Les Miserables

Les Misérables
Walking into the dark theater, I could see the rows of red velvet seats beneath the dimmed lights under a high ceiling. We sat waiting for the production to begin, and I looked around the theater to observe the audience. Everyone was anxiously waiting, flipping through the playbill and talking among themselves. Seated in the corner of the theater, the stage jutted out in front of us. The low murmur turned silent as the lights began to slowly faint and the performance began.
The lights and the flash draw the audience’s attention, and is unquestionably one of the key devices of visual manifestation. Les Misérables has all of the workings of a brilliant spectacle. Bringing an emotional tragedy to life on stage, and adding the effects of scenes that portray war (gunshots, bright lights, smoke) helps capture the story. The scenery also plays a central role in helping to shape the story. The setting was a poor neighborhood in France during the Revolutionary War period. The characters were dressed in class appropriate attire, which brought to perspective the poverty that Victor Hugo depicted in his novel. The settings were based upon early nineteenth century houses, including both those of the rich and the poor. It also showed the barricades the revolutionaries fought within, and the battle ground for the wars they fought.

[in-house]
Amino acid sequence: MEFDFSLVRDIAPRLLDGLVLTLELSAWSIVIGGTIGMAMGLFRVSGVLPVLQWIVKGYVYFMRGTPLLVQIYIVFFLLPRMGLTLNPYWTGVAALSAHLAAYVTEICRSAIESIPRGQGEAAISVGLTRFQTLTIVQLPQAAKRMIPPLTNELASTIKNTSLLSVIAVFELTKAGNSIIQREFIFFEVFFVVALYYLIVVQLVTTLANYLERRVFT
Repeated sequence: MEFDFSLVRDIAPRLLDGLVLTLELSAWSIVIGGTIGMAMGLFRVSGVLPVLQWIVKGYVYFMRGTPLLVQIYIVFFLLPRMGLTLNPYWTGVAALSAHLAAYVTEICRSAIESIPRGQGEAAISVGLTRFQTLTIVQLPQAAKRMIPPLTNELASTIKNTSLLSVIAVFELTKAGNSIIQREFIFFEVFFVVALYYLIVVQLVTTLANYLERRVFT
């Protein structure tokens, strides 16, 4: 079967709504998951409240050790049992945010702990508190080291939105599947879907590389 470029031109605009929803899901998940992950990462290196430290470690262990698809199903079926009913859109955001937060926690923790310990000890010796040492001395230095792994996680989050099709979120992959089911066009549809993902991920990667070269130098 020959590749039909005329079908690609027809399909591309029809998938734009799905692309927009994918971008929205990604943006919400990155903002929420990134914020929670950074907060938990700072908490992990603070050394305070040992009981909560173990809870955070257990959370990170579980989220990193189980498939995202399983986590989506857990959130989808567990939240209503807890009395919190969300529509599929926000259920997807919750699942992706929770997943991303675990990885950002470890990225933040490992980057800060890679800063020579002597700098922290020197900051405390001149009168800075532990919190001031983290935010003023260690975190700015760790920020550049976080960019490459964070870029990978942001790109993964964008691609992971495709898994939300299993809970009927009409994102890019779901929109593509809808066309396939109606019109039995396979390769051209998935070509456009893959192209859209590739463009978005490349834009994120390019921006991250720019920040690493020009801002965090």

The novel and the play differ in some ways, as an play or movie is. When a scene is in words, it must be done differently when acted out. As Streit states in his article, “…There are differences thematically between the novel and the musical. Not prior political motifs by the time
                                                                                                                                              Rant 2
of the nineteenth century are in the centre. Instead, love, life, glory and righteousness are the themes the characters have to deal with. The musical seeks dramatic concentration by eliminating...